|Cornichon-2 modulates AMPA receptor-transmembrane AMPA receptor regulatory protein assembly to dictate gating and pharmacology.|
Gill, MB; Kato, AS; Roberts, MF; Yu, H; Wang, H; Tomita, S; Bredt, DS
The Journal of neuroscience : the official journal of the Society for Neuroscience 31 6928-38 2011
Neuronal AMPA receptor complexes comprise a tetramer of GluA pore-forming subunits as well as accessory components, including transmembrane AMPA receptor regulatory proteins (TARPs) and cornichon-2/3 (CNIH-2/3). The mechanisms that control AMPA receptor complex assembly remain unclear. AMPA receptor responses in neurons differ from those in cell lines transfected with GluA plus TARPs γ-8 or γ-7, which show unusual resensitization kinetics and non-native AMPA receptor pharmacologies. Using tandem GluA/TARP constructs to constrain stoichiometry, we show here that these peculiar kinetic and pharmacological signatures occur in channels with four TARP subunits per complex. Reducing the number of TARPs per complex produces AMPA receptors with neuron-like kinetics and pharmacologies, suggesting a neuronal mechanism controls GluA/TARP assembly. Importantly, we find that coexpression of CNIH-2 with GluA/TARP complexes reduces TARP stoichiometry within AMPA receptors. In both rat and mouse hippocampal neurons, CNIH-2 also associates with AMPA receptors on the neuronal surface in a γ-8-dependent manner to dictate receptor pharmacology. In the cerebellum, however, CNIH-2 expressed in Purkinje neurons does not reach the neuronal surface. In concordance, stargazer Purkinje neurons, which express CNIH-2 and γ-7, display AMPA receptor kinetics/pharmacologies that can only be recapitulated recombinantly by a low γ-7/GluA stoichiometry. Together, these data suggest that CNIH-2 modulates neuronal AMPA receptor auxiliary subunit assembly by regulating the number of TARPs within an AMPA receptor complex to modulate receptor gating and pharmacology.
|Tumor necrosis factor-α signaling maintains the ability of cortical synapses to express synaptic scaling.|
Steinmetz, CC; Turrigiano, GG
The Journal of neuroscience : the official journal of the Society for Neuroscience 30 14685-90 2010
Glial tumor necrosis factor-α (TNFα) is essential for scaling up of synapses during prolonged activity blockade, but whether TNFα is an instructive or permissive signal is not known. Here we show in rat cortical neurons that the effects of TNFα and activity blockade are not additive; whereas TNFα increased AMPA quantal amplitude at control synapses, TNFα reduced quantal amplitude at prescaled synapses, demonstrating state-dependent effects of TNFα signaling on the scaling process. Whereas synaptic scaling during prolonged activity blockade [24 h tetrodotoxin (TTX)] was prevented by blocking TNFα signaling, early scaling (6 h TTX) was not, unless TNFα signaling was first blocked for 24 h. Moreover, when synapses were prescaled, prolonged (24 h) but not brief (6 h) blockade of TNFα signaling reversed scaling. Finally, prolonged block of TNFα signaling modified the synaptic localization of several scaffold proteins, suggesting that maintenance of postsynaptic density composition is TNFα dependent. Together, these data suggest that TNFα is not an instructive signal for scaling but rather is critical for maintaining synapses in a plastic state in which synaptic scaling can be expressed.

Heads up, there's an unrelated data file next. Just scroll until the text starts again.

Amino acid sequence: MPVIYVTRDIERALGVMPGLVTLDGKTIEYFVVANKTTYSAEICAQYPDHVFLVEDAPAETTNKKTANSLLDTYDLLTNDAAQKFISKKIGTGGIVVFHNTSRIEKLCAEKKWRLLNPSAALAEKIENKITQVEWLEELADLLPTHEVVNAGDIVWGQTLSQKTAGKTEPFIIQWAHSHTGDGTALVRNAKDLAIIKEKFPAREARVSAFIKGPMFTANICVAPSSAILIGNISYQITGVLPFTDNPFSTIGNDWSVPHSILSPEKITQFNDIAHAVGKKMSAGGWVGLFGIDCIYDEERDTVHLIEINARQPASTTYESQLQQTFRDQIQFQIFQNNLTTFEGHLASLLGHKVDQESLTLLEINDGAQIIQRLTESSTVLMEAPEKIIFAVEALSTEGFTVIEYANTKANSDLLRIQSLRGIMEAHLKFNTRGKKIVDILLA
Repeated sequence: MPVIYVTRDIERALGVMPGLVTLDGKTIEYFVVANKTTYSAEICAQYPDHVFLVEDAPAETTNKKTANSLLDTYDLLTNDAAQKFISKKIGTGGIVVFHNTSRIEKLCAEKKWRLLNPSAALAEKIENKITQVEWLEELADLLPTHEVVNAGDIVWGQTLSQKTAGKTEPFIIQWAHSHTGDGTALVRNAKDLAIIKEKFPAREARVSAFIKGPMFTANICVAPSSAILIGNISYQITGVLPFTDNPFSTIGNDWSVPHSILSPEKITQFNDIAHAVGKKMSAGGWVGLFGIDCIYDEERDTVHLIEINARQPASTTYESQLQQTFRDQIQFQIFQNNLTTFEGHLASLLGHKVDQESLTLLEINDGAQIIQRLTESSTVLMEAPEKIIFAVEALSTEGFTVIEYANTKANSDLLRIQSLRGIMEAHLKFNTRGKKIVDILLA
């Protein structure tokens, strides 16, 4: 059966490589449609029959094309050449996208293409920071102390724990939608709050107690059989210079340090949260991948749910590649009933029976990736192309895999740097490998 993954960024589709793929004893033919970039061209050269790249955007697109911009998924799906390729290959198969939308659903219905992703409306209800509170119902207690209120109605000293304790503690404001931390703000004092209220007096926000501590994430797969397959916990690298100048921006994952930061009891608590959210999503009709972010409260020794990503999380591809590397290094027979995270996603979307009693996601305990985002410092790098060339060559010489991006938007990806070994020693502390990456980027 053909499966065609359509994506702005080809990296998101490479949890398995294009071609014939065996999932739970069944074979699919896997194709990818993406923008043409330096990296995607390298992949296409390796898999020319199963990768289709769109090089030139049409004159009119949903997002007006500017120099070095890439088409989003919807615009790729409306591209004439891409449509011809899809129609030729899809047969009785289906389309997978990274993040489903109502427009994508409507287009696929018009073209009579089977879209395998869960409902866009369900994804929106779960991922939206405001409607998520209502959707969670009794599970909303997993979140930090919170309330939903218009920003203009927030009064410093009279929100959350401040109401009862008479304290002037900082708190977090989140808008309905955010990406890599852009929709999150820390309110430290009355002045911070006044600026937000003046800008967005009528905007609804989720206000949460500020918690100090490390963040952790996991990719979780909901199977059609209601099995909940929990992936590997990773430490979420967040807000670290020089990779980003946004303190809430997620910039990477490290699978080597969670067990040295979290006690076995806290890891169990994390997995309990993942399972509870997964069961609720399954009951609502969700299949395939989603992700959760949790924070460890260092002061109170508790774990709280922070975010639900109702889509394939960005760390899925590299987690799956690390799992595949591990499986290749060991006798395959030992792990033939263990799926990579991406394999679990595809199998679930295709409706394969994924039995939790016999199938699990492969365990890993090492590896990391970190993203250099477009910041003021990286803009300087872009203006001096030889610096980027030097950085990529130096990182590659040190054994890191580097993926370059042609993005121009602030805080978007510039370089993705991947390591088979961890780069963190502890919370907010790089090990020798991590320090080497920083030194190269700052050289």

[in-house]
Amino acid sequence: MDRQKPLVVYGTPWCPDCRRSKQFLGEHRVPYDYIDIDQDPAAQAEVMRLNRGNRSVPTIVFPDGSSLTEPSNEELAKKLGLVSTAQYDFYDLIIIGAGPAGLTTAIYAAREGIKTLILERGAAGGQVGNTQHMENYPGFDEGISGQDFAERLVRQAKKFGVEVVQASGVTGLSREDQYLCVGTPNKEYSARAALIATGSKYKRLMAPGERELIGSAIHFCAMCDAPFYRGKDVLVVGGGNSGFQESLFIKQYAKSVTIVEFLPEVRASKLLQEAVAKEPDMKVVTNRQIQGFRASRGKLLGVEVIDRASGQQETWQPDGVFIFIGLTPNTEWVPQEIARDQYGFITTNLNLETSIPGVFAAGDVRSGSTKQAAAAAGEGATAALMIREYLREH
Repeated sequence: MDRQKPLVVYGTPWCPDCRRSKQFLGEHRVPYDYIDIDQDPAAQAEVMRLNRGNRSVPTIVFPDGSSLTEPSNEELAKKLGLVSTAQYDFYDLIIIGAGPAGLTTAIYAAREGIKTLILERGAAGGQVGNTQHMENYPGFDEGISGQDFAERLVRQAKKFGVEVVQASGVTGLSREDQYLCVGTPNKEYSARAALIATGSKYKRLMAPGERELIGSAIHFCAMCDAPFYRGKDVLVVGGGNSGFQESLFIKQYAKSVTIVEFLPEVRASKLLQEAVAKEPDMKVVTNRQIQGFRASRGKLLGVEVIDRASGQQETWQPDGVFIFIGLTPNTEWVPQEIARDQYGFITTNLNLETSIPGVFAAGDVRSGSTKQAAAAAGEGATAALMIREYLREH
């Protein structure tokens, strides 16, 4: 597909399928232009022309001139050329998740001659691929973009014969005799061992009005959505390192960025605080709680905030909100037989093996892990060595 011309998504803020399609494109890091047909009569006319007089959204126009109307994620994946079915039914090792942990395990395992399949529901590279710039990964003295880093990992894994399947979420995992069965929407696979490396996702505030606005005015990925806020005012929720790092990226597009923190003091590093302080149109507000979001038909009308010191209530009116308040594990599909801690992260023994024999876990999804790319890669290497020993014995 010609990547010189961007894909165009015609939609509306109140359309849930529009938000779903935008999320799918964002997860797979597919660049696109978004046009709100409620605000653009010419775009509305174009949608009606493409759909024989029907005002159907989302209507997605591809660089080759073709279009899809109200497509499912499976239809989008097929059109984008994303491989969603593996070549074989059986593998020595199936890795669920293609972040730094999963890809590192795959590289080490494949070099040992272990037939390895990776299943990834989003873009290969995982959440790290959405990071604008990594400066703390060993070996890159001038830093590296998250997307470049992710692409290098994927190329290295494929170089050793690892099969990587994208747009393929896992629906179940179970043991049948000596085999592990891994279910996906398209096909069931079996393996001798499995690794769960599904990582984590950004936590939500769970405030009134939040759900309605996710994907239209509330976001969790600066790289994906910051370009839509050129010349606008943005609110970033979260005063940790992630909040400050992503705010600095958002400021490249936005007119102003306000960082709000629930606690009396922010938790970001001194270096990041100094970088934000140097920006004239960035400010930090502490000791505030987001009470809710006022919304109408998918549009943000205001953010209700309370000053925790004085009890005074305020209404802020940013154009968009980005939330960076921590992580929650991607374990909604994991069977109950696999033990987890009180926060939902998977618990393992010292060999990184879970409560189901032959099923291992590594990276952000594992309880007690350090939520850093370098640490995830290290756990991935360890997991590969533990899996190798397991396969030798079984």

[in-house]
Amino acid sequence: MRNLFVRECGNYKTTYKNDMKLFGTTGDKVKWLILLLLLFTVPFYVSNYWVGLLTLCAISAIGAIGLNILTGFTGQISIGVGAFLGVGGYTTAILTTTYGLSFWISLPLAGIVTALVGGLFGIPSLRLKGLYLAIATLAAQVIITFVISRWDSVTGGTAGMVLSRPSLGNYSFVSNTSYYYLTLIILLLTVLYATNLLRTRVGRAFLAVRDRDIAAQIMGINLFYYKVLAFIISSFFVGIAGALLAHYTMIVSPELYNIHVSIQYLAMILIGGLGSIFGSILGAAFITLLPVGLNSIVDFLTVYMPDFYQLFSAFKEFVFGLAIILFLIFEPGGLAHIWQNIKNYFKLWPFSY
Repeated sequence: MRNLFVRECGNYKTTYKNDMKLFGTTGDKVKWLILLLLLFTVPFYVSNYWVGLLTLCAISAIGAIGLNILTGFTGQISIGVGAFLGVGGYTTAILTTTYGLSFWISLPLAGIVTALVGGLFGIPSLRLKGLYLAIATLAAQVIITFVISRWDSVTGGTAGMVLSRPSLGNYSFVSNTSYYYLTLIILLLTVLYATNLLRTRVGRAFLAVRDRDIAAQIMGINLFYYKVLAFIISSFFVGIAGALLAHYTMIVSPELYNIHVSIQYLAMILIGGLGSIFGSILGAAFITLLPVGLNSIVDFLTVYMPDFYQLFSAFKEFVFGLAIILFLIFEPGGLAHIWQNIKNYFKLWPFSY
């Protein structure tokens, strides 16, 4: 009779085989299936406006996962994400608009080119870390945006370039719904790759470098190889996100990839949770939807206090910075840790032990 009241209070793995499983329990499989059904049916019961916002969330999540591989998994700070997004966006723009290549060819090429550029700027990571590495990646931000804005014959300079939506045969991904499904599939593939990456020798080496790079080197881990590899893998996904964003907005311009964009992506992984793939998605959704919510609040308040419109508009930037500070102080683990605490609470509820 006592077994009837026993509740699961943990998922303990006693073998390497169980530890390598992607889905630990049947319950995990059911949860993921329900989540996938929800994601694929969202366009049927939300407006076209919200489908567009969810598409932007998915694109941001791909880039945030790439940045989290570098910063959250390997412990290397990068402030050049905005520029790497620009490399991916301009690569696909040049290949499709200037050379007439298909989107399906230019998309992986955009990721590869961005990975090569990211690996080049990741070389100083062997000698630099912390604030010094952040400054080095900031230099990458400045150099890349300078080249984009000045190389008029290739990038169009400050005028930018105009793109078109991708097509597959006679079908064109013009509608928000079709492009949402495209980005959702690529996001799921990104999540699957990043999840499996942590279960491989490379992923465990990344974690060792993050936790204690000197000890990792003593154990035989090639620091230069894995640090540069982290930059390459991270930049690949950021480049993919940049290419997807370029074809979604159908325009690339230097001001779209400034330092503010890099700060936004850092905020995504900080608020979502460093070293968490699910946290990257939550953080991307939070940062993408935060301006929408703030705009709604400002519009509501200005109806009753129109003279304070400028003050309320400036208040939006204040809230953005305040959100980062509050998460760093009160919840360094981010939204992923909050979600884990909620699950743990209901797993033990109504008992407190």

|New transmembrane AMPA receptor regulatory protein isoform, gamma-7, differentially regulates AMPA receptors.|
Kato, AS; Zhou, W; Milstein, AD; Knierman, MD; Siuda, ER; Dotzlaf, JE; Yu, H; Hale, JE; Nisenbaum, ES; Nicoll, RA; Bredt, DS
The Journal of neuroscience : the official journal of the Society for Neuroscience 27 4969-77 2007
AMPA-type glutamate receptors (GluRs) mediate most excitatory signaling in the brain and are composed of GluR principal subunits and transmembrane AMPA receptor regulatory protein (TARP) auxiliary subunits. Previous studies identified four mammalian TARPs, gamma-2 (or stargazin), gamma-3, gamma-4, and gamma-8, that control AMPA receptor trafficking, gating, and pharmacology. Here, we explore roles for the homologous gamma-5 and gamma-7 proteins, which were previously suggested not to serve as TARPs. Western blotting reveals high levels of gamma-5 and gamma-7 in the cerebellum, where gamma-7 is enriched in Purkinje neurons in the molecular layer and glomerular synapses in the granule cell layer. Immunoprecipitation proteomics shows that cerebellar gamma-7 avidly and selectively binds to AMPA receptor GluR subunits and also binds to the AMPA receptor clustering protein, postsynaptic density-95 (PSD-95). Furthermore, gamma-7 occurs together with PSD-95 and AMPA receptor subunits in purified postsynaptic densities. In heterologous cells, gamma-7 but not gamma-5 greatly enhances AMPA receptor glutamate-evoked currents and modulates channel gating. In granule cells from stargazer mice, transfection of gamma-7 but not gamma-5 increases AMPA receptor-mediated currents. Compared with stargazin, gamma-7 differentially modulates AMPA receptor glutamate affinity and kainate efficacy. These studies define gamma-7 as a new member of the TARP family that can differentially influence AMPA receptors in cerebellar neurons.
|Stargazin and other transmembrane AMPA receptor regulating proteins interact with synaptic scaffolding protein MAGI-2 in brain.|
Deng, F; Price, MG; Davis, CF; Mori, M; Burgess, DL
The Journal of neuroscience : the official journal of the Society for Neuroscience 26 7875-84 2006